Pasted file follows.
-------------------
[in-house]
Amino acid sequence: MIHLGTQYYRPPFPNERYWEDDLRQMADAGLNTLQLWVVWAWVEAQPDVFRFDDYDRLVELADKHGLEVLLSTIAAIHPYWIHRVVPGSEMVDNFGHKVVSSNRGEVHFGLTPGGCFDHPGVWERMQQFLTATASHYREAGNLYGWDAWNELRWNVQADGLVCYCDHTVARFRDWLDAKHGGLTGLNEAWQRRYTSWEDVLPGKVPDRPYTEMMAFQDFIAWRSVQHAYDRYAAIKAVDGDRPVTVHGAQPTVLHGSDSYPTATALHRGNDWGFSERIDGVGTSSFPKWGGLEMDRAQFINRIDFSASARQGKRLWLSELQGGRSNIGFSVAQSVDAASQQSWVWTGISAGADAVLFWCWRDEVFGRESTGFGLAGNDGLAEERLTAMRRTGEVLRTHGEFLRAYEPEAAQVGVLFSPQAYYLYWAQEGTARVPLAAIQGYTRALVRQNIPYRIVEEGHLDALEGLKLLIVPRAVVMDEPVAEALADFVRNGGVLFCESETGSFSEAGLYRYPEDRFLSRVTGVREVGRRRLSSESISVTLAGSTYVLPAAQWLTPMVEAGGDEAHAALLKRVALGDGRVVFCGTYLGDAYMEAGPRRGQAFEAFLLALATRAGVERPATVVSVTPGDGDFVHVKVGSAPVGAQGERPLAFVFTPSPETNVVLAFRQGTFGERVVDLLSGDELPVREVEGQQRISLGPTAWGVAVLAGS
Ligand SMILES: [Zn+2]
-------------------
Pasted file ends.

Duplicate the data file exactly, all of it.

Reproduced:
[in-house]
Amino acid sequence: MIHLGTQYYRPPFPNERYWEDDLRQMADAGLNTLQLWVVWAWVEAQPDVFRFDDYDRLVELADKHGLEVLLSTIAAIHPYWIHRVVPGSEMVDNFGHKVVSSNRGEVHFGLTPGGCFDHPGVWERMQQFLTATASHYREAGNLYGWDAWNELRWNVQADGLVCYCDHTVARFRDWLDAKHGGLTGLNEAWQRRYTSWEDVLPGKVPDRPYTEMMAFQDFIAWRSVQHAYDRYAAIKAVDGDRPVTVHGAQPTVLHGSDSYPTATALHRGNDWGFSERIDGVGTSSFPKWGGLEMDRAQFINRIDFSASARQGKRLWLSELQGGRSNIGFSVAQSVDAASQQSWVWTGISAGADAVLFWCWRDEVFGRESTGFGLAGNDGLAEERLTAMRRTGEVLRTHGEFLRAYEPEAAQVGVLFSPQAYYLYWAQEGTARVPLAAIQGYTRALVRQNIPYRIVEEGHLDALEGLKLLIVPRAVVMDEPVAEALADFVRNGGVLFCESETGSFSEAGLYRYPEDRFLSRVTGVREVGRRRLSSESISVTLAGSTYVLPAAQWLTPMVEAGGDEAHAALLKRVALGDGRVVFCGTYLGDAYMEAGPRRGQAFEAFLLALATRAGVERPATVVSVTPGDGDFVHVKVGSAPVGAQGERPLAFVFTPSPETNVVLAFRQGTFGERVVDLLSGDELPVREVEGQQRISLGPTAWGVAVLAGS
Ligand SMILES: [Zn+2]